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Intermediate. Years 7/8/9

Getting away

By Elisha Bougeard, year 7, St Sampson’s School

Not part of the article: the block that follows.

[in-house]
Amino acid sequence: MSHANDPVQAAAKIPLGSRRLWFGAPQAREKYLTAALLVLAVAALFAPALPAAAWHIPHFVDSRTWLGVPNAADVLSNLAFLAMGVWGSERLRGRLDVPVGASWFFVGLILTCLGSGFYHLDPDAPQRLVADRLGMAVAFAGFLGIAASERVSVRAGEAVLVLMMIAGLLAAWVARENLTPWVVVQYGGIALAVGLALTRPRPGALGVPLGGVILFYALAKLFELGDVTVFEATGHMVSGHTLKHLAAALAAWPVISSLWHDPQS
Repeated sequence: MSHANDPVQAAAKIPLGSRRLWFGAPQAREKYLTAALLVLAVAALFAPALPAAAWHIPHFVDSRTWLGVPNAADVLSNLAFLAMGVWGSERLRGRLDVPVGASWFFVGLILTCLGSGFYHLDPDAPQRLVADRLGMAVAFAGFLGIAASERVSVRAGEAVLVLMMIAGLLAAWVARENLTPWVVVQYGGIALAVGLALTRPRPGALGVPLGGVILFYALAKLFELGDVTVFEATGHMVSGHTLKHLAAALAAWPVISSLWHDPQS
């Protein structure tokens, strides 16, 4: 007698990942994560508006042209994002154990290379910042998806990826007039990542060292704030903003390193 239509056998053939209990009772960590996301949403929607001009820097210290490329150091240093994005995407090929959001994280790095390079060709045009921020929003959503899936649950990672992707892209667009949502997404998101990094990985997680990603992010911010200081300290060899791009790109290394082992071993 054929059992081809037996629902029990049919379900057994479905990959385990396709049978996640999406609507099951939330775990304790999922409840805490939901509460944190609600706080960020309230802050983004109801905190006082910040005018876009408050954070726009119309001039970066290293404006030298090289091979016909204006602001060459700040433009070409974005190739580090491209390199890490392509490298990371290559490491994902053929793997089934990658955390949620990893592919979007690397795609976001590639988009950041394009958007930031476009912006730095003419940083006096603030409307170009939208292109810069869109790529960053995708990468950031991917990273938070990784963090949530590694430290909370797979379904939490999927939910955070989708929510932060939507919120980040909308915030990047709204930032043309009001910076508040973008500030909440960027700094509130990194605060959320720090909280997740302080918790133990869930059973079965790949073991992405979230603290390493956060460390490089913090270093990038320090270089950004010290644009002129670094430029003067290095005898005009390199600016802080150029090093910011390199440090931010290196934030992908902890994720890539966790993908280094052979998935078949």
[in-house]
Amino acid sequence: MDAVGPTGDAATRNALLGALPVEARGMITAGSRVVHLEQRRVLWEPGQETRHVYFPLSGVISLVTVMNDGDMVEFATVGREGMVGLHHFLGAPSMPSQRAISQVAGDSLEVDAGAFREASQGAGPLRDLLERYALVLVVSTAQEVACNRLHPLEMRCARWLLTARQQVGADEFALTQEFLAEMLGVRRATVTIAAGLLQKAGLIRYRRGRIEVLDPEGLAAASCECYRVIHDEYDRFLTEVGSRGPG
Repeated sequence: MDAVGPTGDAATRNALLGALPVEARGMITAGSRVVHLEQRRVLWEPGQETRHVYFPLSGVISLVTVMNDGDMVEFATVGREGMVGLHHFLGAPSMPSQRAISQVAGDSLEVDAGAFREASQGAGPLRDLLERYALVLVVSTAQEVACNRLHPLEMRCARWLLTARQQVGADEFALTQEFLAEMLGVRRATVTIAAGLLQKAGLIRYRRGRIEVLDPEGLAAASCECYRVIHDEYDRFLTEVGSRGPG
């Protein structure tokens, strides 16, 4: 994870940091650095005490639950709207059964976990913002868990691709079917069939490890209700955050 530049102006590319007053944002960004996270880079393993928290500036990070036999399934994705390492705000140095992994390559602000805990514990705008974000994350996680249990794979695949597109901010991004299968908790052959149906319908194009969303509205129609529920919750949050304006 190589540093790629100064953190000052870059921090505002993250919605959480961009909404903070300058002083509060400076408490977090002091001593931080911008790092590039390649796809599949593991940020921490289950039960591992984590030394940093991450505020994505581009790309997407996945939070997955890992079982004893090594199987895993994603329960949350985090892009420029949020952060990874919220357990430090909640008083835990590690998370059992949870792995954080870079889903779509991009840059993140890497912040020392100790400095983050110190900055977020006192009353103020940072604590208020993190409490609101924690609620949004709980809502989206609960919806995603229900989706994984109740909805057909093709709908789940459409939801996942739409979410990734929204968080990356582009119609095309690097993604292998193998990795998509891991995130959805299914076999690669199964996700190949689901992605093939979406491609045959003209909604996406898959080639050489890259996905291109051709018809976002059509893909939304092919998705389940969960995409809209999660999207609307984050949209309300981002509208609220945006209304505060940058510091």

While standing in the frosty, dark alley, sneakily watching out for the horrible ghastly germans, I saw families in the distance frantically running around, like headless chickens, trying to find important items to pack in one suitcase, this meant one suitcase per family, AlI I could hear was children howling for all their toys to be packed but there wasn’t enough room in the cases, so some wicked kids/ teenagers tried sneaking toys into their pockets which some got away with, but some didn’t. I could smell the dampness of the air and feel the sadness of all the families having to leave their precious belongings behind. I could see parents dragging their children by one arm through the dusty and damp tracks to the harbour, to be able to get a seat on the small boats which would take them to safety, whilst the trees danced peacefully in the winds. It was so quiet you could hear a pin drop. But all of a sudden the silence was shattered, from out of nowhere, a very high pitched echoing siren sounded in the background, everyone became tongue tied, began to scream and panicked which made the situation worse, people and children were running and falling everywhere. There was a plane in the distance which was going to drop a bomb which we were all warned about. The last time a bomb was dropped it all got very humid and hot, people were sweating like melted chocolate and falling to the ground like a ton of bricks. Because of this, boats were quickly released leaving some families behind and also leaving parents behind watching their children drift away on the boats, leaving puddles of water from peoples tears. Then there was complete silence, leaving families destroyed and separated from their families.

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